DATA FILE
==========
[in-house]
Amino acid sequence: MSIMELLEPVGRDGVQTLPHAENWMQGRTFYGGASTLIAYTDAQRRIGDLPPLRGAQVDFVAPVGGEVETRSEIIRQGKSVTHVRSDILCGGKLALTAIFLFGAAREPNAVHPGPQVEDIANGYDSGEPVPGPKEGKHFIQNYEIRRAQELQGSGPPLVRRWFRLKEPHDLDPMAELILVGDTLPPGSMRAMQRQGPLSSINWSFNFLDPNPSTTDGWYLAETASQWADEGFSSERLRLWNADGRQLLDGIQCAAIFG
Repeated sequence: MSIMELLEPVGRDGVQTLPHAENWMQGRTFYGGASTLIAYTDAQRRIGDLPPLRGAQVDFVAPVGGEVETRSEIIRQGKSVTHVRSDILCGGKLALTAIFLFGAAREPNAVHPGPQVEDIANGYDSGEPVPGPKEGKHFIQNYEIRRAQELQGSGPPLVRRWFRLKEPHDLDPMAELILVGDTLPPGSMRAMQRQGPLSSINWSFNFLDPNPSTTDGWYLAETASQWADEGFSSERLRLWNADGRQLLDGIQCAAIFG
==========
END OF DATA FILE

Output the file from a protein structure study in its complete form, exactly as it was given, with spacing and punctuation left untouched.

[in-house]
Amino acid sequence: MSIMELLEPVGRDGVQTLPHAENWMQGRTFYGGASTLIAYTDAQRRIGDLPPLRGAQVDFVAPVGGEVETRSEIIRQGKSVTHVRSDILCGGKLALTAIFLFGAAREPNAVHPGPQVEDIANGYDSGEPVPGPKEGKHFIQNYEIRRAQELQGSGPPLVRRWFRLKEPHDLDPMAELILVGDTLPPGSMRAMQRQGPLSSINWSFNFLDPNPSTTDGWYLAETASQWADEGFSSERLRLWNADGRQLLDGIQCAAIFG
Repeated sequence: MSIMELLEPVGRDGVQTLPHAENWMQGRTFYGGASTLIAYTDAQRRIGDLPPLRGAQVDFVAPVGGEVETRSEIIRQGKSVTHVRSDILCGGKLALTAIFLFGAAREPNAVHPGPQVEDIANGYDSGEPVPGPKEGKHFIQNYEIRRAQELQGSGPPLVRRWFRLKEPHDLDPMAELILVGDTLPPGSMRAMQRQGPLSSINWSFNFLDPNPSTTDGWYLAETASQWADEGFSSERLRLWNADGRQLLDGIQCAAIFG